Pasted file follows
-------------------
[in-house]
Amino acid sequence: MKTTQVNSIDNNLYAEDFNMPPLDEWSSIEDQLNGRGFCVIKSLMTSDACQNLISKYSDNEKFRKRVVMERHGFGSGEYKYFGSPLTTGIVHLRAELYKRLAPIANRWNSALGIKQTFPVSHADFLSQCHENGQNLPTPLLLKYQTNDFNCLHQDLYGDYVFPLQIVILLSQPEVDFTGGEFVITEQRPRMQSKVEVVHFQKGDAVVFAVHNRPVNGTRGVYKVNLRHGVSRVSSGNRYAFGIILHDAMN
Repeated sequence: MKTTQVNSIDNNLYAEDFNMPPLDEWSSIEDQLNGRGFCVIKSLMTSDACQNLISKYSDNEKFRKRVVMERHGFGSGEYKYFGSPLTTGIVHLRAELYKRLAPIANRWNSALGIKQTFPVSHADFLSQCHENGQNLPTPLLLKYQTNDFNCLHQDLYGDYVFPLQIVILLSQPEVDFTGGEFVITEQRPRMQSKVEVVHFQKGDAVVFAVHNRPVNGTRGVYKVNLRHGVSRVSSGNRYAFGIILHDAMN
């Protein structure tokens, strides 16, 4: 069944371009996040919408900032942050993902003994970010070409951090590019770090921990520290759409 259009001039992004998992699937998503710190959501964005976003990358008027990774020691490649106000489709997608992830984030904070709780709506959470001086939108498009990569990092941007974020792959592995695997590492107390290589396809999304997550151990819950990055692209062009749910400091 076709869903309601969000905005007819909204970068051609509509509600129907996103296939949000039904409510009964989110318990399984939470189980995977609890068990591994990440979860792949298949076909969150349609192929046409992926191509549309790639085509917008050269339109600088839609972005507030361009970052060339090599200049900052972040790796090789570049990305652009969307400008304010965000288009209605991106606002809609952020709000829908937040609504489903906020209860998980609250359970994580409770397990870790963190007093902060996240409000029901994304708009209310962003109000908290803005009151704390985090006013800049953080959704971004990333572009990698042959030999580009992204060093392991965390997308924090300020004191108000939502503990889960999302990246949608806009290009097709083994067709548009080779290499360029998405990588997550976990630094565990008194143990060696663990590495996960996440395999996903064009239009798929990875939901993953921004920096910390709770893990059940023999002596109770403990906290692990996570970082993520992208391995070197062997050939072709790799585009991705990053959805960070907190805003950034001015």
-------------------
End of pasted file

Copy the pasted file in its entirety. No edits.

[in-house]
Amino acid sequence: MKTTQVNSIDNNLYAEDFNMPPLDEWSSIEDQLNGRGFCVIKSLMTSDACQNLISKYSDNEKFRKRVVMERHGFGSGEYKYFGSPLTTGIVHLRAELYKRLAPIANRWNSALGIKQTFPVSHADFLSQCHENGQNLPTPLLLKYQTNDFNCLHQDLYGDYVFPLQIVILLSQPEVDFTGGEFVITEQRPRMQSKVEVVHFQKGDAVVFAVHNRPVNGTRGVYKVNLRHGVSRVSSGNRYAFGIILHDAMN
Repeated sequence: MKTTQVNSIDNNLYAEDFNMPPLDEWSSIEDQLNGRGFCVIKSLMTSDACQNLISKYSDNEKFRKRVVMERHGFGSGEYKYFGSPLTTGIVHLRAELYKRLAPIANRWNSALGIKQTFPVSHADFLSQCHENGQNLPTPLLLKYQTNDFNCLHQDLYGDYVFPLQIVILLSQPEVDFTGGEFVITEQRPRMQSKVEVVHFQKGDAVVFAVHNRPVNGTRGVYKVNLRHGVSRVSSGNRYAFGIILHDAMN
């Protein structure tokens, strides 16, 4: 069944371009996040919408900032942050993902003994970010070409951090590019770090921990520290759409 259009001039992004998992699937998503710190959501964005976003990358008027990774020691490649106000489709997608992830984030904070709780709506959470001086939108498009990569990092941007974020792959592995695997590492107390290589396809999304997550151990819950990055692209062009749910400091 076709869903309601969000905005007819909204970068051609509509509600129907996103296939949000039904409510009964989110318990399984939470189980995977609890068990591994990440979860792949298949076909969150349609192929046409992926191509549309790639085509917008050269339109600088839609972005507030361009970052060339090599200049900052972040790796090789570049990305652009969307400008304010965000288009209605991106606002809609952020709000829908937040609504489903906020209860998980609250359970994580409770397990870790963190007093902060996240409000029901994304708009209310962003109000908290803005009151704390985090006013800049953080959704971004990333572009990698042959030999580009992204060093392991965390997308924090300020004191108000939502503990889960999302990246949608806009290009097709083994067709548009080779290499360029998405990588997550976990630094565990008194143990060696663990590495996960996440395999996903064009239009798929990875939901993953921004920096910390709770893990059940023999002596109770403990906290692990996570970082993520992208391995070197062997050939072709790799585009991705990053959805960070907190805003950034001015």